The battle for the heart and soul of the Republican Party has begun, and at the center is none other than one-time political mastermind Karl Rove.
For those of us who saw this coming last summer, such a revelation is of little surprise.
“On one side is the Tea Party,” Breitbart.com’s Ben Shapiro wrote in an analysis Sunday. “On the other side stand Karl Rove and his establishment team, posing as tacticians while quietly undermining conservatism.”
Shapiro’s commentary came in response to a New York Times report that Rove and Steven J. Law, president of American Crossroads, have joined forces with the “biggest donors in the Republican Party” to create the Conservative Victory Project.
The group’s goal is to “recruit seasoned candidates and protect Senate incumbents from challenges by far-right conservatives and Tea Party enthusiasts who Republican leaders worry could complicate the party’s effort to win control of the Senate,” The Times reported.
Shapiro identified Christine O’Donnell of Delaware and Richard Mourdock of Indiana as prime examples of tea party candidates who “complicate” Republican efforts.
While I don’t disagree with the premise of Shapiro’s argument, I say, Where have you been?
In the spirit of Patrick Henry, I submit the early gale had already swept up from the south, bringing to your ears the clash of resounding arms! Your brethren are already in the field. Why stand ye here idle?
Truth be known, for those of us paying attention, the “battle for the heart and soul of the Republican Party” began in earnest last summer in the John Mica/Sandy Adams congressional primary race in Central Florida.
After redistricting, the old-guard Mica inexplicably abandoned what represented the bulk of his previous district, newly drawn congressional District 6, to force a Republican vs. Republican battle in District 7 by taking on tea party favorite Adams, who had already announced her intentions to run there.
It was a decision The New York Times called “a slightly curious choice as more of Mr. Mica’s constituents will be in an adjoining district.”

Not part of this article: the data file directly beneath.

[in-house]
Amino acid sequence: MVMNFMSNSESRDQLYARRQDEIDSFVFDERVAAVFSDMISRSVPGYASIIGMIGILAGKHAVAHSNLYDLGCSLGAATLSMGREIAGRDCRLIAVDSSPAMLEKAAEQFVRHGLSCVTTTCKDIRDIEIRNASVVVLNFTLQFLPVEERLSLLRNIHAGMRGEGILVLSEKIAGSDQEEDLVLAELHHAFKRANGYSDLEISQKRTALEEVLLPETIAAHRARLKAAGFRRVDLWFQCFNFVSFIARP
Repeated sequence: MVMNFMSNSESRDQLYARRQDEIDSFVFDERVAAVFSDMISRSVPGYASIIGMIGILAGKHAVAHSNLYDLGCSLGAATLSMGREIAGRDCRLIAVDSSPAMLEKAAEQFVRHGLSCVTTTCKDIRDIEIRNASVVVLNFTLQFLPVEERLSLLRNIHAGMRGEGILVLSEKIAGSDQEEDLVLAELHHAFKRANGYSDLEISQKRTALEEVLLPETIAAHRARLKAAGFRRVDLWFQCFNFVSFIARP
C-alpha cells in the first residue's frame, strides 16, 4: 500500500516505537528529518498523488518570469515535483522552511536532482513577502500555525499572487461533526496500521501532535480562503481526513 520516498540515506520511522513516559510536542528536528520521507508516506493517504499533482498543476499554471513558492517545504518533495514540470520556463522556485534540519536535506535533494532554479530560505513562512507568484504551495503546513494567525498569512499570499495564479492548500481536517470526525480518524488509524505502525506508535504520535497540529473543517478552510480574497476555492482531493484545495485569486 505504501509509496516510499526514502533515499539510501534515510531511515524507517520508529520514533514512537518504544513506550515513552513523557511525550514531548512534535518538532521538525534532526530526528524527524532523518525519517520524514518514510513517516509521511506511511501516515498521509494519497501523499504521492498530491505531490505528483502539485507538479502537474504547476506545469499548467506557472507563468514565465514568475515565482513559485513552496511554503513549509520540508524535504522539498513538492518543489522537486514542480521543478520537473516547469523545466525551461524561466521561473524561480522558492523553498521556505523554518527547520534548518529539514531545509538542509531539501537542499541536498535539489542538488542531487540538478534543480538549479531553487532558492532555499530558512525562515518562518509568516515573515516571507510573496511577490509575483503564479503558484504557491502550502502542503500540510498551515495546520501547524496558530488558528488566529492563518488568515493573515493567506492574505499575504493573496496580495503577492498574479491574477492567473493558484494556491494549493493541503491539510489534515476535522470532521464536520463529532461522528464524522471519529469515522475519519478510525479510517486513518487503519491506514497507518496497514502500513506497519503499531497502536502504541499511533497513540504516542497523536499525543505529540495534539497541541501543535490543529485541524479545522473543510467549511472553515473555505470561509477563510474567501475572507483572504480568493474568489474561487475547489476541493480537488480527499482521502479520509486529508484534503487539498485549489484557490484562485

But for Mica and his establishment Republican backers, more was on the line than a single race.
“The Mica-Adams clash was one of the most closely watched Republican primaries in the country, as it became another front in the national battle over the direction of the GOP,” the Orlando Sentinel noted at the time.
Adams was heavily supported by the tea party, earning endorsements from former Alaskan Gov. Sarah Palin, the national Tea Party Express and fellow freshmen lawmakers like then-Rep. Allen West, while Mica was supported by more entrenched politicians like himself.
“There is no question that in this race there are two directions. One is for more government spending and one is for less government spending,” said Erick Erickson, the managing editor of RedState and an Adams supporter.
When he prevailed in the August match-up, a jubilant Mica, then-chairman of the powerful House Transportation Committee, said:
“They said that this race was about the heart and soul of the Republican Party… I’m here to tell you tonight that the heart and soul of the Republican Party is doing fine here in Central Florida.”
With the race framed as a battle for the future of the GOP, Mica could clearly declare victory on behalf of the old-guard Republican establishment.
An establishment represented by Karl Rove.
Yet, even with the national attention, the heavily contested race and Mica’s “coup de grace” seemed to fly under the radar for many in the conservative movement. Conservatives like Shaprio.
The Times article suggested Rove’s Conservative Victory Project “will challenge sitting Congresspeople of the Tea Party variety,” but the Mica race proves such actions were already well underway. As for Shapiro’s sudden awakening, we on the front lines welcome the reinforcements.
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